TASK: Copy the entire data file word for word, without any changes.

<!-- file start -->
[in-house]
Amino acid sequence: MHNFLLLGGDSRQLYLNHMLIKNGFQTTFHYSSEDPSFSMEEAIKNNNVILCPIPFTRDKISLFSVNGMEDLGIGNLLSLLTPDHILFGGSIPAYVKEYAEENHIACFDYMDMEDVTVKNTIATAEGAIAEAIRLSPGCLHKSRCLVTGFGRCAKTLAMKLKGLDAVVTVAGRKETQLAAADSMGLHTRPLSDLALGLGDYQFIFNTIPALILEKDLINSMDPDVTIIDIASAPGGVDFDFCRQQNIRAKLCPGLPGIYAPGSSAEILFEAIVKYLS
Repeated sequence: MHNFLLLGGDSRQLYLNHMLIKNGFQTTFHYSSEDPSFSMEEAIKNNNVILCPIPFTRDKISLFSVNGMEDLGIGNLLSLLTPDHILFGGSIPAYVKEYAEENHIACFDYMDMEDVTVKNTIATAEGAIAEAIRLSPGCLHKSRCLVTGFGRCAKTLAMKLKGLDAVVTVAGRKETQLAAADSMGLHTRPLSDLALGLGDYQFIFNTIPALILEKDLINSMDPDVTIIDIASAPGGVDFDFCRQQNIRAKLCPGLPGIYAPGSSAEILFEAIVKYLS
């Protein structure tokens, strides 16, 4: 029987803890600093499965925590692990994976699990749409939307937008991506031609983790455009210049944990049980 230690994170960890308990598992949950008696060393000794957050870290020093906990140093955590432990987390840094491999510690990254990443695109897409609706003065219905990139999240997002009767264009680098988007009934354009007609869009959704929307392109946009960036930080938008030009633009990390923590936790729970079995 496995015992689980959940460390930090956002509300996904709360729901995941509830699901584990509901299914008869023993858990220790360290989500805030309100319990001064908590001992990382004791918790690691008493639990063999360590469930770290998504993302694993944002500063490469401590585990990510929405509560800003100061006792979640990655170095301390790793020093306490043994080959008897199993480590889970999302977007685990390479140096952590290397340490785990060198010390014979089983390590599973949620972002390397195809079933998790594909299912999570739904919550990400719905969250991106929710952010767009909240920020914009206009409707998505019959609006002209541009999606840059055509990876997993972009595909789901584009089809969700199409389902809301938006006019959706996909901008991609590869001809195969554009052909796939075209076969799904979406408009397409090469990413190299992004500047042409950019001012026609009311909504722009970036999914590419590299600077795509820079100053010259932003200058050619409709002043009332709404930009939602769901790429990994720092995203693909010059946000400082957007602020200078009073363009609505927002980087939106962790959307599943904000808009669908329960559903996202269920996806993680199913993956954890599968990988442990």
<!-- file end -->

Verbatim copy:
[in-house]
Amino acid sequence: MHNFLLLGGDSRQLYLNHMLIKNGFQTTFHYSSEDPSFSMEEAIKNNNVILCPIPFTRDKISLFSVNGMEDLGIGNLLSLLTPDHILFGGSIPAYVKEYAEENHIACFDYMDMEDVTVKNTIATAEGAIAEAIRLSPGCLHKSRCLVTGFGRCAKTLAMKLKGLDAVVTVAGRKETQLAAADSMGLHTRPLSDLALGLGDYQFIFNTIPALILEKDLINSMDPDVTIIDIASAPGGVDFDFCRQQNIRAKLCPGLPGIYAPGSSAEILFEAIVKYLS
Repeated sequence: MHNFLLLGGDSRQLYLNHMLIKNGFQTTFHYSSEDPSFSMEEAIKNNNVILCPIPFTRDKISLFSVNGMEDLGIGNLLSLLTPDHILFGGSIPAYVKEYAEENHIACFDYMDMEDVTVKNTIATAEGAIAEAIRLSPGCLHKSRCLVTGFGRCAKTLAMKLKGLDAVVTVAGRKETQLAAADSMGLHTRPLSDLALGLGDYQFIFNTIPALILEKDLINSMDPDVTIIDIASAPGGVDFDFCRQQNIRAKLCPGLPGIYAPGSSAEILFEAIVKYLS
């Protein structure tokens, strides 16, 4: 029987803890600093499965925590692990994976699990749409939307937008991506031609983790455009210049944990049980 230690994170960890308990598992949950008696060393000794957050870290020093906990140093955590432990987390840094491999510690990254990443695109897409609706003065219905990139999240997002009767264009680098988007009934354009007609869009959704929307392109946009960036930080938008030009633009990390923590936790729970079995 496995015992689980959940460390930090956002509300996904709360729901995941509830699901584990509901299914008869023993858990220790360290989500805030309100319990001064908590001992990382004791918790690691008493639990063999360590469930770290998504993302694993944002500063490469401590585990990510929405509560800003100061006792979640990655170095301390790793020093306490043994080959008897199993480590889970999302977007685990390479140096952590290397340490785990060198010390014979089983390590599973949620972002390397195809079933998790594909299912999570739904919550990400719905969250991106929710952010767009909240920020914009206009409707998505019959609006002209541009999606840059055509990876997993972009595909789901584009089809969700199409389902809301938006006019959706996909901008991609590869001809195969554009052909796939075209076969799904979406408009397409090469990413190299992004500047042409950019001012026609009311909504722009970036999914590419590299600077795509820079100053010259932003200058050619409709002043009332709404930009939602769901790429990994720092995203693909010059946000400082957007602020200078009073363009609505927002980087939106962790959307599943904000808009669908329960559903996202269920996806993680199913993956954890599968990988442990």